Makefile 101

Makefile 101: Useful tips and tricks

Here are some useful tips on using Makefile and how to optimize them:

In order to work with Makefile , we need to create one first:

Let’s start with a basic command. Add this to your Makefile :

Then run make greet . Hurray, you ran your first Makefile command!

Hello World

Makefile commands can be chained.

Chaining Makefile commands

Running this will produce the following output:

Executing chained commands

This is especially useful when you have multiple steps involved, e.g. building and deploying a container:

A more complex example of chaining commands with Makefile

To suppress the command being executed, add @ before the command:

Suppressing command output

Note the difference between @echo hello command andecho bye command when running $ make greet :

You can pass environment variables into Makefile when running the command:

Using Environment Variables

Let’s see what will happen when we run the command while passing in the environment variable:

Passing environment variables in command

This is useful if you need to use Makefile to configure builds for certain environment, e.g. ENV=prod make build.

Makefile can also load environment variables from .env file. We will touch more on how to load different .env files ( .env.staging, .env.production ) next.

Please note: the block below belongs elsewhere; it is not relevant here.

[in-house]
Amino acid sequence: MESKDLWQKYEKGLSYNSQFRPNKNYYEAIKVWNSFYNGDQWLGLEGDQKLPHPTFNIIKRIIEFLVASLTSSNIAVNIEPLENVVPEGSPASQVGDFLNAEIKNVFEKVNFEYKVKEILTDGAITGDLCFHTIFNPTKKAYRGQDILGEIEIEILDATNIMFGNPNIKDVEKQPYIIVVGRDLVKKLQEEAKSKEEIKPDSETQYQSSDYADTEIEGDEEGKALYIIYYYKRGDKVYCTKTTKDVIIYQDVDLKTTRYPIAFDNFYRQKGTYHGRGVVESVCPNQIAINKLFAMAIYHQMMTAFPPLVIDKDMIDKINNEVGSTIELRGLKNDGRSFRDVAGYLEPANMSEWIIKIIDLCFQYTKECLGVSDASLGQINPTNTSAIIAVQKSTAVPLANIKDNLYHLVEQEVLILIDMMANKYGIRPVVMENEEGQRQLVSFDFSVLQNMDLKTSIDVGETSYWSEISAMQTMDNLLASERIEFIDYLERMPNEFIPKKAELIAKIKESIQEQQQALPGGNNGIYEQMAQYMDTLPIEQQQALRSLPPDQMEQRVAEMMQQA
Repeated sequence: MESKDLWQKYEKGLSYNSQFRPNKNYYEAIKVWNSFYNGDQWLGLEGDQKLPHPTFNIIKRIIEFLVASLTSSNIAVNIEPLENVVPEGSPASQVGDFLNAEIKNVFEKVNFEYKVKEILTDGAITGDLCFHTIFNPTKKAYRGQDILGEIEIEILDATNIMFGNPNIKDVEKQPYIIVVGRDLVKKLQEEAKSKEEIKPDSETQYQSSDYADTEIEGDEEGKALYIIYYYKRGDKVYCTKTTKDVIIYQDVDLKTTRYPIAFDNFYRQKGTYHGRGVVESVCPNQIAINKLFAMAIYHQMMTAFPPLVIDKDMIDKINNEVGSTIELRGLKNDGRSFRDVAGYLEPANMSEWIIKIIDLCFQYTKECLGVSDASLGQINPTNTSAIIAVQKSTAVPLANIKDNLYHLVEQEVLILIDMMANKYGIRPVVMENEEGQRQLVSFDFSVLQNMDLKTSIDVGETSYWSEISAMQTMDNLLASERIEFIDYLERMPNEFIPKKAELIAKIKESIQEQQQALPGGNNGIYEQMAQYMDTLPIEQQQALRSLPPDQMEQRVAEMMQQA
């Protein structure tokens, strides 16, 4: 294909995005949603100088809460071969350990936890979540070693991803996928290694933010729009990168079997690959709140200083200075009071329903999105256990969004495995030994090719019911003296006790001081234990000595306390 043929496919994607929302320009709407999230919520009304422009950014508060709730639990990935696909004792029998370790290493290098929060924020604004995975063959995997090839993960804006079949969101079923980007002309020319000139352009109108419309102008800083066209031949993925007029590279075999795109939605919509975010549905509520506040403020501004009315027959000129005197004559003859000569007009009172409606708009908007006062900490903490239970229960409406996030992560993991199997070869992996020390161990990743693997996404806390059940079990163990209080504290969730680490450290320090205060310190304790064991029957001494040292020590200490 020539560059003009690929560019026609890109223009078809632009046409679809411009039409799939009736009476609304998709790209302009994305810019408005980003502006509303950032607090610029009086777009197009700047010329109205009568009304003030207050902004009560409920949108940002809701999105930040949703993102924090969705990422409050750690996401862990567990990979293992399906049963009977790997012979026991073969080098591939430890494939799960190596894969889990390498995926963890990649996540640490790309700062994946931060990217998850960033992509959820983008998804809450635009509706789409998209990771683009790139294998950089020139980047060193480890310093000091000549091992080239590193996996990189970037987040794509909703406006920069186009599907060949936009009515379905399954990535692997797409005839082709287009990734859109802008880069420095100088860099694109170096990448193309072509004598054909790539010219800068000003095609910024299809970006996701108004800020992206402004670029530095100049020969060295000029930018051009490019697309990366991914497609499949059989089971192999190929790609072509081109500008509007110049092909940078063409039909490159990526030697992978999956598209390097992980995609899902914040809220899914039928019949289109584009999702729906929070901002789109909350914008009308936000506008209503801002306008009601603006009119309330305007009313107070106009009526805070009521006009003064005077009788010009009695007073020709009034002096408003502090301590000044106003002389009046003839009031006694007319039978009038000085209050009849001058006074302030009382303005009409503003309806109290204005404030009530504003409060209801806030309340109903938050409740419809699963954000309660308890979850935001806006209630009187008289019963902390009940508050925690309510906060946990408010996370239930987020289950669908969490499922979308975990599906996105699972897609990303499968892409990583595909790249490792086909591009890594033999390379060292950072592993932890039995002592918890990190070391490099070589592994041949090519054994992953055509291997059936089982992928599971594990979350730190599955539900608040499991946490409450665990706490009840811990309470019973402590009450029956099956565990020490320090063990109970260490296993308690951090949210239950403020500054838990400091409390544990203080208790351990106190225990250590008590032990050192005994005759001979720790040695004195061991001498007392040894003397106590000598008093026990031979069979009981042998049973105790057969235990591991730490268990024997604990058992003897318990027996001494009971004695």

Including .env file in Makefile

If you want to make it optional, add the minus sign before include. Otherwise, an error will occur if the .env file does not exist:

Making .env file optional

The export will export all available environment variables in the Makefile.

You can include as many .env files as you want, the order matters though

Including multiple .env files

You can also load environment variables dynamically based on the current environment. The example below assumes that you use the ENV environment variable:

Including .env files based on existing ENV


Toggling different environment when running Makefile command

Say if we only want to ensure that certain command can only be run in certain environment:

Setting up guards for environment variables


Guard for different environment

Just run make without any commands, it will print the command and the description.

Here are the common variables that might be useful when you are working with Makefiles. Note that to run the shell command, it has to be within the brackets and prefixed with shell, e.g. $(shell git rev-parse HEAD) .

Useful Makefile variables

Sometimes you just want to get dynamic values from your command:

Getting dynamic value from command

You can separate your Makefiles into smaller Makefiles. This promote reusability, while keeping your Makefile small. Say you have the following Makefiles:

In database/Makefile:


In docker/Makefile:


You can now include them in your main Makefile at the root of your project directory:

Main Makefile

And you can run all the commands that are available in docker/Makefile and database/Makefile:

Running all commands from combined Makefile

The only disadvantage is that the naming of the command cannot be the same.

Hope you find this tips useful! You can also find the README for this article here in my Github Repo:



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